Earnings round-Up: CBA leads the charge

Company News

by Glenn Dyer

The health of the Australian December reporting period will be heavily influenced by the midweek interim earnings release by the local market’s second biggest company, the Commonwealth Bank.

The CBA leads around 50 ASX 200 companies in reporting their December balance data figures this week. Other major corporates due to report include Telstra, CSL, Newcrest, Fortescue Metals and JB HiFi.

We have already a good idea how CSL and JB HiFi will go after earlier guidance, while Newcrest will attract attention because of the takeover approach from Newmont, its number one global gold mining rival.

Up till late last week the CBA’s shares had enjoyed a big rally in early 2023, hitting an all-time high of $111.43 on February 3 – it has since slid to $US109.95 by the close on Friday.

Investors have been more confident the bank will do better than expected. Over the past eight months, the banks, led by the CBA, have been the beneficiary of higher interest rates. Higher rates generally enable banks to increase their net interest margins.

And as the country’s biggest bank, it should be in a prime spot to take advantage of the higher rates and the boom in home loan refinancing.

But last week saw the enthusiasm ease a little which left the shares down 1.08% for the week, which in turn trimmed the 2023 rally to a still solid 7.1%.

The CBA earned a cash profit of $2.5 billion for the September quarter. That puts it well on the way to topping the $4.75 billion reported for the December, 2021 half year when an interim dividend of $1.75 was declared.

Some analysts think the bank will lift its interim back to $2 a share which was the rate pre-pandemic.

Other stocks to report include JB HiFi and Lendlease (today). Tomorrow sees Aurizon, CSL, Challenger, Seven West Media, IAG, Beach Energy, Ansell, Computershare, Dexus, James Hardie (9 months), Temple & Webster and Breville.

Wednesday sees the CBA report, along with those from Fortescue, Seven Group, Vicinity Centres, Cochlear, TWE, GUD, GWA, Fletcher Building and Wesfarmers.

Thursday its the turn of ASX, AMP, Sonic, South32, Orora, Bapcor, Super Retail, Goodman Group, Sonic Healthcare, Origin Energy, Newcrest, Whitehaven Coal, Evolution and Telstra. Friday its Baby Bunting, QBE, Latitude and Inghams.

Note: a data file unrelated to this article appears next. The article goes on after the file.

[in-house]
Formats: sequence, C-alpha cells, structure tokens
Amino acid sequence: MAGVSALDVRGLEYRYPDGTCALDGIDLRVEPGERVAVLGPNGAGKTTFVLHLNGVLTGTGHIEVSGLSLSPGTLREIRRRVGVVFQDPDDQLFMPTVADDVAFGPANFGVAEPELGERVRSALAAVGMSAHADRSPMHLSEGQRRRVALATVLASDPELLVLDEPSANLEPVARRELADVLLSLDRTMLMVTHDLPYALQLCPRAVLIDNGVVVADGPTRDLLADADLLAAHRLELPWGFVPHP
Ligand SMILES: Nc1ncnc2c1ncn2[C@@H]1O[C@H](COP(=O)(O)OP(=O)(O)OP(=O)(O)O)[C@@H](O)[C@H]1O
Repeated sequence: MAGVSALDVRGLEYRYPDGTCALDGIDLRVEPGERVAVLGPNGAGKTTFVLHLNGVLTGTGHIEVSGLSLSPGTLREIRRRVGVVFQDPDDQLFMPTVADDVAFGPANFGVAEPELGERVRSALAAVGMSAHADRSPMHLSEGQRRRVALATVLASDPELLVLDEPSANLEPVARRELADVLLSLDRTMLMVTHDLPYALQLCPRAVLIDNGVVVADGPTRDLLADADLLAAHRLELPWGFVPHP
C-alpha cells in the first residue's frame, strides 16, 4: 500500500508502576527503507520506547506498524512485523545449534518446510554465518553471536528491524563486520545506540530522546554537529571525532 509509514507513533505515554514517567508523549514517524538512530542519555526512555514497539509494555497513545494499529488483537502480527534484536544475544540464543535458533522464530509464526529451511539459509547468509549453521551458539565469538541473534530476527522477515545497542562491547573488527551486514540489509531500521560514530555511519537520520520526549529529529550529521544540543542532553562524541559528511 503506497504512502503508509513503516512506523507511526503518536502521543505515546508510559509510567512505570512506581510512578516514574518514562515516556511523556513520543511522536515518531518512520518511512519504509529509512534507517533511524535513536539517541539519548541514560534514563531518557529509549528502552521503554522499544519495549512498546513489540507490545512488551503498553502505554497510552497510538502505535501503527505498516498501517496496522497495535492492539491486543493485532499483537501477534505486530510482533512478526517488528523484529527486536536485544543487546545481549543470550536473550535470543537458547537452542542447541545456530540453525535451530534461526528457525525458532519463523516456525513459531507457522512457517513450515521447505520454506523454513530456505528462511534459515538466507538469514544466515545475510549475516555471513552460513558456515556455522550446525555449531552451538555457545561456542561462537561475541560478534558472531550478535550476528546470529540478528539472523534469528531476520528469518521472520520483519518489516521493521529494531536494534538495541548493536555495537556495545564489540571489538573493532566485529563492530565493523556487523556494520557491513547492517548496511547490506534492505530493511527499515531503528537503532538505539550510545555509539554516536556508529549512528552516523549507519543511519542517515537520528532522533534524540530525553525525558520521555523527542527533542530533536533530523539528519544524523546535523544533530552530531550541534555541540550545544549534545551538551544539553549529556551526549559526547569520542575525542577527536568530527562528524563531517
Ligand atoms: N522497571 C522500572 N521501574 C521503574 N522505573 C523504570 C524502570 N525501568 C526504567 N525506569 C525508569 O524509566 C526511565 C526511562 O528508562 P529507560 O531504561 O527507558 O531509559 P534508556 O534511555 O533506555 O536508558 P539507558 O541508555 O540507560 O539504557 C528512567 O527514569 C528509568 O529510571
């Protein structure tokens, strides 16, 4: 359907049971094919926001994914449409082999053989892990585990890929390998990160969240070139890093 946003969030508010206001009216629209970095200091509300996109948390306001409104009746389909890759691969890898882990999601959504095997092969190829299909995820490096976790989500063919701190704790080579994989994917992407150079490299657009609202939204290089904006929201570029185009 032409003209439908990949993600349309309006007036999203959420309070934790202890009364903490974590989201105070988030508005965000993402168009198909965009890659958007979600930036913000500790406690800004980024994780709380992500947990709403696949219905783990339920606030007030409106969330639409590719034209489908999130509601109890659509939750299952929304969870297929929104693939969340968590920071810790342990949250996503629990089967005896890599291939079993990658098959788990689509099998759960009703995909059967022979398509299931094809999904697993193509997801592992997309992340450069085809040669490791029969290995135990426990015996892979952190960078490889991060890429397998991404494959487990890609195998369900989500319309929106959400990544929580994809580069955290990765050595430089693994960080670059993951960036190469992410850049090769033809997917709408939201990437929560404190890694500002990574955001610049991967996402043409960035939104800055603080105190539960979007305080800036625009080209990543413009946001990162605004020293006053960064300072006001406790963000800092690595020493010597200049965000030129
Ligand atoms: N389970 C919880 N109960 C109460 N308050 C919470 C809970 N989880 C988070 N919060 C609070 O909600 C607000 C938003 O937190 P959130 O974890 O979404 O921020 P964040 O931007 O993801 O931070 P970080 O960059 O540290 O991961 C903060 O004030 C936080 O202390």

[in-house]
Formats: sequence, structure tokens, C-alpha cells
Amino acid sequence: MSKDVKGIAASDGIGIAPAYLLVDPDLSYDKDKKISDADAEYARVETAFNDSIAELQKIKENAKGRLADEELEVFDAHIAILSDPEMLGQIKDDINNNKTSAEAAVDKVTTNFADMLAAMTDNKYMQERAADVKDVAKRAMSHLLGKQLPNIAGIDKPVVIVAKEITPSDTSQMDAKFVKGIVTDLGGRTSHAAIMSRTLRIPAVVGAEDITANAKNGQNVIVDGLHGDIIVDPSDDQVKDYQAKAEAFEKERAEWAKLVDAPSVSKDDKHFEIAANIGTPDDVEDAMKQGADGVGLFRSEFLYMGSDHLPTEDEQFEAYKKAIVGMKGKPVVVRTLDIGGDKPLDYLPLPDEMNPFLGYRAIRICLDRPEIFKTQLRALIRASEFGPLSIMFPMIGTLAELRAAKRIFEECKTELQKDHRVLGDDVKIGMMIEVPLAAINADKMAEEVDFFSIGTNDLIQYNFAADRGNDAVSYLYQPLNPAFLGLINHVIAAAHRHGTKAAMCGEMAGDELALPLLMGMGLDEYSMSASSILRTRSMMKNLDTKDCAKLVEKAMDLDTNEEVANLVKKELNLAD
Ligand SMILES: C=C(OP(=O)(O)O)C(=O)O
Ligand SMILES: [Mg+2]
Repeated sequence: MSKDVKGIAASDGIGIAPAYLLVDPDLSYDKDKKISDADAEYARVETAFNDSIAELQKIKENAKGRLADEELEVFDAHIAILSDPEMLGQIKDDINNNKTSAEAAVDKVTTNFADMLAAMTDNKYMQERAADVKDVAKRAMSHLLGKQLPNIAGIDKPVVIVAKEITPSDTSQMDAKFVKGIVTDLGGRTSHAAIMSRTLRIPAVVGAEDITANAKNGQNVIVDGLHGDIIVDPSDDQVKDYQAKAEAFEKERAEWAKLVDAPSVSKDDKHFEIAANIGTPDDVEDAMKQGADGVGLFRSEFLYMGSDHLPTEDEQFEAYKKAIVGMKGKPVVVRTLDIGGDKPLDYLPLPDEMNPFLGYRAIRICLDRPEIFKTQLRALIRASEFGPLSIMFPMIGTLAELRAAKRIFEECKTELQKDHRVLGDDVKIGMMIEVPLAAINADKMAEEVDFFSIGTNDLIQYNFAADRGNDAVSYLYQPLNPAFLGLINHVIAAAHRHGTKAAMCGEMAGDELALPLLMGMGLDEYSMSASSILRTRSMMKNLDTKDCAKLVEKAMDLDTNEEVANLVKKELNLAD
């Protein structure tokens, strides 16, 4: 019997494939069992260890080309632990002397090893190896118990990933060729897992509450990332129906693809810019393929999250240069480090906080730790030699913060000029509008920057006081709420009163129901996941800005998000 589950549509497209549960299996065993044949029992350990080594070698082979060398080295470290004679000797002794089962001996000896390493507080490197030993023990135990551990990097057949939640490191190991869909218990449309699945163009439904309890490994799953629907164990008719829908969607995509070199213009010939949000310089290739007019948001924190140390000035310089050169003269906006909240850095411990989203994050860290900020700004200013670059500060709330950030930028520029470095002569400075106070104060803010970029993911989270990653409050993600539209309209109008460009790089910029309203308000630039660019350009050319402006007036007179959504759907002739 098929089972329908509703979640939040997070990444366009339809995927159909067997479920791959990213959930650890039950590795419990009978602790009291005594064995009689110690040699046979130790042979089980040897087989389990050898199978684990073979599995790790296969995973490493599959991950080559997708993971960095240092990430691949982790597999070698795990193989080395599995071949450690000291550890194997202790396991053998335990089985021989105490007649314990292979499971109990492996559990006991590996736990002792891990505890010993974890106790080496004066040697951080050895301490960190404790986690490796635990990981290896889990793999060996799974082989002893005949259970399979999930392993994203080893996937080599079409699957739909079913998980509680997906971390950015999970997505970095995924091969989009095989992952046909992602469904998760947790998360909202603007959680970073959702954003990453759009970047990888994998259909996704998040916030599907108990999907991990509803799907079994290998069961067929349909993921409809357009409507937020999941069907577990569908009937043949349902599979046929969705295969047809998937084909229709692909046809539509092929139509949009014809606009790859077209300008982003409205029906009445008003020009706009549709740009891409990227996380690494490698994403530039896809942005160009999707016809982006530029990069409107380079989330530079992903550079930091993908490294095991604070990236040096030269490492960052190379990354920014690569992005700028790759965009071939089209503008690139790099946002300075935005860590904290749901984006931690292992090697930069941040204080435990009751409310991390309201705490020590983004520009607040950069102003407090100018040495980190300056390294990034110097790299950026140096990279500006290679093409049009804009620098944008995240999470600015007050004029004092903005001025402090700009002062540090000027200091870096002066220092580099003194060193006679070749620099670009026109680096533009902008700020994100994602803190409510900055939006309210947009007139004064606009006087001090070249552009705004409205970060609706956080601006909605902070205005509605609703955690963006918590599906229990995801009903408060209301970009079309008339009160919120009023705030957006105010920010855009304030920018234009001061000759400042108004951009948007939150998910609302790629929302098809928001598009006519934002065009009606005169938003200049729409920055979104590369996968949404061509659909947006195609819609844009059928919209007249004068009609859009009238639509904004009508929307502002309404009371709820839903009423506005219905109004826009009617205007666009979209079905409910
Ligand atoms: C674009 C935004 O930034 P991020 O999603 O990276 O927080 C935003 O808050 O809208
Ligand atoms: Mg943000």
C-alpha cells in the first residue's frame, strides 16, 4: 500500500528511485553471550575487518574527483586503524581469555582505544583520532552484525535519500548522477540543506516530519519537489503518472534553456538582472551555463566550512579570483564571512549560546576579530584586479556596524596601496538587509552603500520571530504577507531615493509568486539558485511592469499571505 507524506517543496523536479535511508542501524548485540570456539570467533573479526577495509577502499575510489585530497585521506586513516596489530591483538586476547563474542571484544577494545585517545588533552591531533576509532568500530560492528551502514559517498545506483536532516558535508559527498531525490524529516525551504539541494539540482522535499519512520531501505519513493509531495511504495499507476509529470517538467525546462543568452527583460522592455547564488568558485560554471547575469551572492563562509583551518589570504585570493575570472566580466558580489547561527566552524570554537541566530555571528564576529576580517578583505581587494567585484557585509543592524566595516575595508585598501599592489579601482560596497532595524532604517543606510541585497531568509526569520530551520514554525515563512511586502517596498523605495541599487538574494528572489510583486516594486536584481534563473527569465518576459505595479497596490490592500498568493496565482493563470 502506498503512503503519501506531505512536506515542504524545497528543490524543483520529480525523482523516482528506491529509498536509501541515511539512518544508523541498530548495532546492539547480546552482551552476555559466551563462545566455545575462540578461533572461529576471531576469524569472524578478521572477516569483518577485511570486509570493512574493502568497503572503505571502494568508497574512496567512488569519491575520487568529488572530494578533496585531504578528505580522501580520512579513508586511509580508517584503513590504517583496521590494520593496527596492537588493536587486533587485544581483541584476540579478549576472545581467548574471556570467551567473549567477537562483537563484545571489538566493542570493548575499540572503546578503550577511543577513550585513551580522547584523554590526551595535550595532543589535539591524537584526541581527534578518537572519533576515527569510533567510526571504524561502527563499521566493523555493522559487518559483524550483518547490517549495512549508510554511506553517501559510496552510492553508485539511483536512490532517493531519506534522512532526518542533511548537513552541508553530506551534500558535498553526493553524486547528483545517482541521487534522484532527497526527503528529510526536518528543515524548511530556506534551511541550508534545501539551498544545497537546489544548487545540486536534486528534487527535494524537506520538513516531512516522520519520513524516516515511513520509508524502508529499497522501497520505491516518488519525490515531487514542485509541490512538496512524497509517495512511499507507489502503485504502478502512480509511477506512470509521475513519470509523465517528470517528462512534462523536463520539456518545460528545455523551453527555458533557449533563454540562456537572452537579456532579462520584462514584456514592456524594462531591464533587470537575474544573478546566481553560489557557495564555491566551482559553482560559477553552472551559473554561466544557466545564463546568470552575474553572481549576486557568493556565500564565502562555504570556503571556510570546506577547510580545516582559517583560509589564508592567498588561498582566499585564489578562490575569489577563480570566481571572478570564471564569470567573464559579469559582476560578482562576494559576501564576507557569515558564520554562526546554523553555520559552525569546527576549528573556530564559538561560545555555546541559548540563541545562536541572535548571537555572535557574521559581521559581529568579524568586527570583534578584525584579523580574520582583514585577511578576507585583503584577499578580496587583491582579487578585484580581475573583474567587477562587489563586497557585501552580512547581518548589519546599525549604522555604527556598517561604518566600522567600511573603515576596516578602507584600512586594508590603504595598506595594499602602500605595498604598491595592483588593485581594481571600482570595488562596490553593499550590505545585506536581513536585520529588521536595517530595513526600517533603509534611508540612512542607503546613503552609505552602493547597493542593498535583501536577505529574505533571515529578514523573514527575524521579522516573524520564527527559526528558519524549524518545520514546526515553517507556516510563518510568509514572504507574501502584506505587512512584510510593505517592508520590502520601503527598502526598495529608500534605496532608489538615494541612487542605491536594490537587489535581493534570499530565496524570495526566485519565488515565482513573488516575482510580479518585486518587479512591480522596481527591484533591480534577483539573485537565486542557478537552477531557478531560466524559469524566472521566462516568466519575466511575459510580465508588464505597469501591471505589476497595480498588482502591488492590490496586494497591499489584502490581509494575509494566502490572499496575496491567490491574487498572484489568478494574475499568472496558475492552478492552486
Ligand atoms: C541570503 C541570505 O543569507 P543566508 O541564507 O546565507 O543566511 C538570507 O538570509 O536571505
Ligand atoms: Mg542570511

Friday’s weak December quarter report and 1,250 in job cuts from News Corp couldn’t stop the US quoted shares losing fell 9.4%. The ASX quoted securities were down nearly 7% on Friday.

According to the AMP’s Shane Oliver consensus Australian “earnings expectations for 2022-23 are for growth of 7.7%, but this is concentrated in energy, industrials, IT and utility stocks. Expect companies to generally confirm that cost and supply chain pressures have eased somewhat from last year.”


In the US, December quarter reporting continues this week with another 70 S&P 500 companies due to release their figures.

So far this year, analysts have cut their expectations for S&P 500 companies’ first-quarter earnings by 4.5%, according to strategists at Credit Suisse. That’s a deeper cut than average.

A Goldman Sachs basket of unprofitable tech stocks that fell over 60% in 2022 has rebounded 21% so far in 2023, dwarfing the S&P 500’s 6.5 percent gain. Meta, Netflix and Apple shares have all gained strongly since their quarterlies.

Meta is up 45% so far this year, while Netflix is up almost 18%. Those stocks fell 64% and 51% last year, respectively. Apple shares are up 16 % this year- they fell more than 20% last year.

Some of the US and global majors reporting this week include Cisco, Coca Cola, Barclays, Deere and Co, Nestle, Allianz, Swiss Re, Pernod Ricard, Marriott, Kirin, Commerzbank, Kraft Heinz, Singapore Airlines, Daimler and Airbnb.

And there’s a group of some of the world’s biggest miners also reporting – Glencore, Vale, Agnico Eagle, Albemarle, Livent, South32, Yamana Gold, Newcrest, Kinross Gold and Barrick Gold.

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